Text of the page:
A decade ago, Armenian wine was barely on anyone’s radar – it was only in 2011 that Zorah winery revealed its first wines and started to show that there is something special about this country. Coincidentally, it was also in 2011 that the discovery of the world’s oldest winery was announced in a karst cave named Areni-1 in the Armenian highlands of Vayots Dzor. It’s an eerie place to visit – full of clay wine jars (called karasi in Armenian) with a rudimentary wine press and traces of grape pigments and alcohol. Significantly, the karasi are surrounded by by grave caskets showing that wine was already at the heart of human ritual over 6,100 years ago.
There’s evidence that winemaking has continued on throughout Armenia’s history, though wine definitely suffered during the Soviet era as Stalin designated the Armenian Soviet Socialist Republic as a brandy producer. The country provided around 30% of the USSR’s premium brandy and as a result many vineyards were replanted with grapes for distillation. Historically Armenia grew up to 400 varieties, but today only 31 are grown commercially for wine and brandy.
Many Armenian diaspora are proud of their roots and are returning to invest in their homeland, wanting to do something close to the soil, so wine is an obvious choice. But passion and money alone are not enough, there has to be more to it.
Armenia is a continental country with 300 sunny days, long sunshine hours and is mostly underlaid with volcanic bedrock with outcrops of limestone. Altitude is an important factor too – most of the important vineyard regions are over 1,000 metres above sea level, with some vines growing up to 1,800 metres (Keush sparkling wine comes from this altitude) and this means cool nights which protect that all-important acidity and freshness of flavour. Winters can be so cold that vines have to be buried in most regions.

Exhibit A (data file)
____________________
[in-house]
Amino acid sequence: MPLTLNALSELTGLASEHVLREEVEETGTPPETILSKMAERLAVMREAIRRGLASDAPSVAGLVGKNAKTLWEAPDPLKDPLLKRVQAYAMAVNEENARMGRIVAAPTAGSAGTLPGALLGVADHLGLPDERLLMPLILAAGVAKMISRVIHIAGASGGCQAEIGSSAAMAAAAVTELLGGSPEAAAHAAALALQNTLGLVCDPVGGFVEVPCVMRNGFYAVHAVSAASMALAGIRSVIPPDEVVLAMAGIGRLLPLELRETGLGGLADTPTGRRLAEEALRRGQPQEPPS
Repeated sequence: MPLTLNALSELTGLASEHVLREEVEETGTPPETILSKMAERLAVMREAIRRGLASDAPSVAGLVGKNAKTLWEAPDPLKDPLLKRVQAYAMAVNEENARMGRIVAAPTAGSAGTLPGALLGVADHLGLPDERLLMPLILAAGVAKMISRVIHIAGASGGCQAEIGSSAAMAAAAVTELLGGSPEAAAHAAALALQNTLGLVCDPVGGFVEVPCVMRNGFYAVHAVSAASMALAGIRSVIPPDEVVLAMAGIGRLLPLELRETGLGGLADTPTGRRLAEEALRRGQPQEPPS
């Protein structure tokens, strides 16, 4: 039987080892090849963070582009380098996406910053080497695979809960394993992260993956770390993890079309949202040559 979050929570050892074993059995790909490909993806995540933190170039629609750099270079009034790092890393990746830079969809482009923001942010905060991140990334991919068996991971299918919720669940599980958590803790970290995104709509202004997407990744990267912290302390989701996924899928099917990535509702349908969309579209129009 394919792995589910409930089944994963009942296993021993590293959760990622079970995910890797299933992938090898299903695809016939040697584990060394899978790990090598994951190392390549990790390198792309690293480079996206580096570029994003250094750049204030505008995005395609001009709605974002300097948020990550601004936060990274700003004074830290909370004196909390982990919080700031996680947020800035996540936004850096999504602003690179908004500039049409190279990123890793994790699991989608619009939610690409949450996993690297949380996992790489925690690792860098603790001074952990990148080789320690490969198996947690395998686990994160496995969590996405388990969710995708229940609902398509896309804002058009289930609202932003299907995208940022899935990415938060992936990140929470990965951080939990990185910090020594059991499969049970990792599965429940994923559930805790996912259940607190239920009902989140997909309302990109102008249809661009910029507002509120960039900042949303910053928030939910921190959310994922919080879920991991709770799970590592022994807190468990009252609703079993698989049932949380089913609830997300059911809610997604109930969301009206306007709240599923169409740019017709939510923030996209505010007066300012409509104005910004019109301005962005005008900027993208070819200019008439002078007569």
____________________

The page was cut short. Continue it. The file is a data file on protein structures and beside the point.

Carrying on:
Much of the country is still phylloxera-free, so where vines escaped replanting for brandy, there are some seriously old plots, possibly centuries-old, especially the highlands. Armenia also has several unique local grapes that are proving capable of making exciting wines: reds like Areni, Sireni, Haghtanak and Kakhet and whites such as Voskehat, Khatouni and the rare Chilar. A couple of more recent local crosses – Kangun and Karmrahyut – can also produce quality wines. It’s a positive sign that world-renowned consultants like Alberto Antonini (helping Zorah), Michel Rolland (at Tierras de Armenia with its Karas brand) and Stéphane Derenoncourt (at Voskeni) are working here, in this almost unheard-of country, suggesting real potential.
Tourism is still small but growing and visitors can be sure of a warm welcome. The capital Yerevan has fascinating history and a lively café culture too. The landscape is dotted with dramatic churches and monasteries (Armenia was the first official Christian country in the world), overlooked by the snow-capped Mount Ararat. A trip across the highlands on the historic silk road is amazing, passing fields of wildflowers, historic caravanserai and cultural sites. There’s even a wine route in Vayots Dzor region with places to stay, eat tasty local food with its eastern and western influences, and taste this small country’s amazing wines.
Caroline Gilby MW is a freelance writer specializing in the wines of Central and Eastern Europe. She is author of The Wines of Bulgaria, Romania and Moldova and chairs the panel of Eastern Europe wine judges at the Decanter World Wine Awards.
Area and production: Vineyard area (2018): 15,840 ha. Number of wineries/distilleries: 40 to 50. Wine production (2018): 9.7 million litres
Grape varieties: 400 native varieties, 31 grown for wine and brandy. Key native varieties: Areni (Noir) aka Sev Areni, Voskehat, Haghtanak aka Akhtanak, Kangun, Kakhet, Karmrahyut, Khatouni aka Khatoun Kharji, Sireni aka Khndoghni
Wine Regions: Vayots Dzor, Armavir, Aragatsotn, Ararat Valley, Tavush, Artsakh (Nagorno-Karabakh)